I will post up a solution and an application for you tomorrow morning..when back in the studio.
I need to dig it up but be assured... it is resolveable and eficient enough.
You can shoot double system sound. with free run TC.
What scale is your project?
It's fairly small scale.
It's a two camera shoot, a max of 4 radios and a stereo boom for some atmos. If the cameras were larger and the budget could handle it I would wirelessly send the audio to the camera however I own a Sound Devices 788T/CL8 so I have dispensed with a traditional 4ch/5ch PSC mixer.
Another solution would of course be a digislate however in a documentary situation with an undisciplined / unexperienced crew this will be a recipe for disaster.
I could cable to the cameras however we will be messing around in boats and it can become a pain when there is not enough room in the boat for talent, camera and sound. Having the option of being in a second boat and not getting tangled up in fishing gear would be preferable!
I will probably record a poly bwf multitrack just because I can however if it causes a problem to the Premier workflow then a two track poly is fine.
I look forward to hearing your solution.
I then looked at Pluraleyes however it seems that Pluraleyes for Adobe Premier (PC) cannon work with .MXF files which is what the panasonic cameras natively record to the P2 cards.
It will; give the demo a shot. PluralEyes will render temporary WAV files from the MXFs for syncing, through AME. With the PluralEyes workflow, you don't need timecode at all, as it works by analyzing the waveforms themselves.
You can pseudo-sync the HPX170s with free-run TC by getting the cameras both setup to the TC reset screen, setting them in close proximity to one another, and then using the supplied remote to trigger the reset. It's line of sight with the remote, so you need to be in front of the cameras to do it. I've synced two, three, and even four HVX/HPX camcorders this way, and had perfect sync (at least between them) in post. So long as the cameras are juiced, you should be good; powering off/swapping batteries may cause a little drift, but the reset process is pretty simple if needed.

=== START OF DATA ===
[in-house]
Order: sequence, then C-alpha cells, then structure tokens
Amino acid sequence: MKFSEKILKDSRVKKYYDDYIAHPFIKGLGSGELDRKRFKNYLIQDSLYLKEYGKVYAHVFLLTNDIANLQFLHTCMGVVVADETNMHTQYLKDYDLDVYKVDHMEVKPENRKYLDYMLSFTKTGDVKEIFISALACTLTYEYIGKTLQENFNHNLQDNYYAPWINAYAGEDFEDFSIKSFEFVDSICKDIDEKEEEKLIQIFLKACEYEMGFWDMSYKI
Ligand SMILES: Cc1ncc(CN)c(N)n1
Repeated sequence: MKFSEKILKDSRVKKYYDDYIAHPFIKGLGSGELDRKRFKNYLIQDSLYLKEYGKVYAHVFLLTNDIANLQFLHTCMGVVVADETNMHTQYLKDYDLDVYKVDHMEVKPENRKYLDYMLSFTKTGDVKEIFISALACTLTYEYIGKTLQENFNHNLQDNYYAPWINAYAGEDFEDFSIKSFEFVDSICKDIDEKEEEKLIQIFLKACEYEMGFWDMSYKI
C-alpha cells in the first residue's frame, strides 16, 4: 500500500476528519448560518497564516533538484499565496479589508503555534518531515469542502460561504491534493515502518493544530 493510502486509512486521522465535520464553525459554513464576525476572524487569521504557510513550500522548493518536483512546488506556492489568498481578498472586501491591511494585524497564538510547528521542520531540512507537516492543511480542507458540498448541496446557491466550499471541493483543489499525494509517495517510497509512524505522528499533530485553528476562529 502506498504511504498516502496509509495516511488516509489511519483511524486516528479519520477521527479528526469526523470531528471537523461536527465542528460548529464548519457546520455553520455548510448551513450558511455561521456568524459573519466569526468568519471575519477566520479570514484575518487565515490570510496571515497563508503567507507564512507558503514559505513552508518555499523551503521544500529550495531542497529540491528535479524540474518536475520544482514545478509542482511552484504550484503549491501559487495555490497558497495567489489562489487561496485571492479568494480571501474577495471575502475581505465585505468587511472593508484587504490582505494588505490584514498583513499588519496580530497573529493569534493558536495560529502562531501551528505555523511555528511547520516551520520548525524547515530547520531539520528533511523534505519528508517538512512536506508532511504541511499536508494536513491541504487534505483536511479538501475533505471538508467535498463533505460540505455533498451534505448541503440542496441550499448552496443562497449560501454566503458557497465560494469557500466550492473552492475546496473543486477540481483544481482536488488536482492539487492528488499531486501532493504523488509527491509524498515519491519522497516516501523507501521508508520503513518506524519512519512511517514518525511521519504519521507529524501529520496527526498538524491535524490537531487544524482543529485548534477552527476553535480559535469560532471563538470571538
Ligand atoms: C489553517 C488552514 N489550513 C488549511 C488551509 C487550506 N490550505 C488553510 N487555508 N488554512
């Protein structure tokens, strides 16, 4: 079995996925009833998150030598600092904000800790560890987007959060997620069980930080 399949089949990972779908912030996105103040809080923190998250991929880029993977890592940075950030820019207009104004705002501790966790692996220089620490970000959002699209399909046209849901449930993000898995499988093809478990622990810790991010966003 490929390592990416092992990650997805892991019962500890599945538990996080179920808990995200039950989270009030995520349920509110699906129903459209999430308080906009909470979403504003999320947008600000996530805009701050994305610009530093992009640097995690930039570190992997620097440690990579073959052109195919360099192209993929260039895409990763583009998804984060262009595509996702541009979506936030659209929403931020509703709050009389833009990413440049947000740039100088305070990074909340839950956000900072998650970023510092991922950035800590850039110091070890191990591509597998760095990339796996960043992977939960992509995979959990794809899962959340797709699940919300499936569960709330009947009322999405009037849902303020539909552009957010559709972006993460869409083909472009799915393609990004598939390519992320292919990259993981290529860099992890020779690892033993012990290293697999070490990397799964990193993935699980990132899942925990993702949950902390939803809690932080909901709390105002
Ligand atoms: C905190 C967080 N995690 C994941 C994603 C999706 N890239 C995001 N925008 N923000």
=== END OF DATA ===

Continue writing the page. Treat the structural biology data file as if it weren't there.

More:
For the external recorder, if you want to match it to the cameras, you'd have to employ a Calibrated Finger and use it at the same time as the TC reset on the cams. I'm assuming the recorder you're using allows for free-run TC and a manual reset like this. Personally, I wouldn't bother with trying to get TOD set between all the devices; I guess you could use the same procedure above for fake jam syncing to set the clocks on the cameras, but I've never tried that.
Also, as of the 5.0.2 update, Premiere accepts BWF files and reads the timecode from the files. Syncing the MXFs and BWFs will be a semi-manually process in Premiere, but isn't too bad. This is where PluralEyes would take off most of the load; anything slightly off could be brought into sync pretty quickly in Premiere.
It was this on the Pluraleyes website that led me to think that it won't work with Adobe Premier Pro (PC) and .MXF files;
Agreed that all the internal clocks / TC generators can be set to Free Run and an offset created however this is not good enough for a whole days shooting. Many lectures from the 'King' of sync, Chris Woolf will confirm this. Every time you power up the camera the sync will drift so your offset will not remain constant. This is the reason external SPG's were developed and the camera needs to take it's sync from a known constant as it boots up. Lockit boxes do drift but you get less that half a frame in a days shooting and all correctly tuned spg's will drift at roughly the same rate in the same direction so an offset is not required.
As for starting the multiple cameras with a remote, that is fine in certain circumstances however not realistic when shooting a documentary. ToD TC is the way forward if at all possible followed by the use of Pluraleyes assuming it can be made to work with .mxf files on Adobe Premiemier (PC).